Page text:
Time Warner Cable slammed with first official net neutrality complaint

As expected, Time Warner Cable (NYSE: TWC) received the first complaint under the FCC's new net neutrality rules, which just took effect on June 12.

San Diego, Calif.-based Commercial Network Services (CNS) filed a complaint with the FCC claiming that it's being charged unfair rates to deliver its streaming video service to consumers. According to the complaint, Time Warner Cable has violated the FCC's rules against paid prioritization, which is illegal under the FCC's net neutrality rules. The company wants TWC to carry its traffic for free.

TWC maintains that what it charges CNS is consistent with industry standards. In addition, it said that the FCC's rules only cover the so-called "last-mile" between a consumer's device and the Internet provider. It doesn't address the part of the Internet where Time Warner Cable and CNS are having their dispute.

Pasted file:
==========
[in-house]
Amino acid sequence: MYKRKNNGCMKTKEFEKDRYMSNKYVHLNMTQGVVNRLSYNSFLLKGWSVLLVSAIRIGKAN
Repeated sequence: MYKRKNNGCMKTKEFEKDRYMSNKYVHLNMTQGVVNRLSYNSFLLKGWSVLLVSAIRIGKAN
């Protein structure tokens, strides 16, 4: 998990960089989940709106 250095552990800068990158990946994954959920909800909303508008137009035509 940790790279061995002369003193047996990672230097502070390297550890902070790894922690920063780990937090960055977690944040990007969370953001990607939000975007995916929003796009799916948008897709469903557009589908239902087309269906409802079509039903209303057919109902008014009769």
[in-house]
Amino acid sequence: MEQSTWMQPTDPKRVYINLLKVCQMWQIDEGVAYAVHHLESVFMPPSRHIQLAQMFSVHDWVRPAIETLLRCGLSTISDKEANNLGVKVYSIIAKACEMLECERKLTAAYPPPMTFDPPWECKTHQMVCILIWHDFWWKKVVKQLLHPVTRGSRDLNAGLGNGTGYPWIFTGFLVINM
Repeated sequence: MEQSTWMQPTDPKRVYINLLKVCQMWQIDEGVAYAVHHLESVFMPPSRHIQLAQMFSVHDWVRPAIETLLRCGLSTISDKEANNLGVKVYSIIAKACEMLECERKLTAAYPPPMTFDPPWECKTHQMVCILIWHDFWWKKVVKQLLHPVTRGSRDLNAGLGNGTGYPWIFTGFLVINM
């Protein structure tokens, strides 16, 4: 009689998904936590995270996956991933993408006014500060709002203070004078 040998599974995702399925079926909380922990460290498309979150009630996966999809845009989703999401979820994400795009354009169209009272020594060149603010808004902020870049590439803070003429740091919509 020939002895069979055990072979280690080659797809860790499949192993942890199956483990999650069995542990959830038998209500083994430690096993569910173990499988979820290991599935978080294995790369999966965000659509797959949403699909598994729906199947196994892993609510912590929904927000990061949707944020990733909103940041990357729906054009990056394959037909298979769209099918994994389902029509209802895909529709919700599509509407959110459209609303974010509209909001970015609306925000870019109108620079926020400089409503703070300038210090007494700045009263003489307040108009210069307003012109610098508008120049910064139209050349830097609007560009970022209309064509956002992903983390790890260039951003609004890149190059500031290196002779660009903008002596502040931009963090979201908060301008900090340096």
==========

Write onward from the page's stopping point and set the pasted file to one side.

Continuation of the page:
CNS operates webcams in places like the San Diego Harbor. According to the company, its video streams are popular with military personnel, who keep tabs on U.S. Naval vessels coming in and out of San Diego. The company also bills its Fourth of July event as the biggest fireworks webcast on the Internet. 

Earlier this month CNS chief executive Barry Bahrami told the Washington Post that TWC is currently delivering degraded CNS video through its network and on to its subscribers.

"This is not traffic we're pushing to Time Warner; this is traffic that their paying Internet access subscribers are asking for from us," Bahrami told the Post

For more:
- see this filing
- see this Washington Post article

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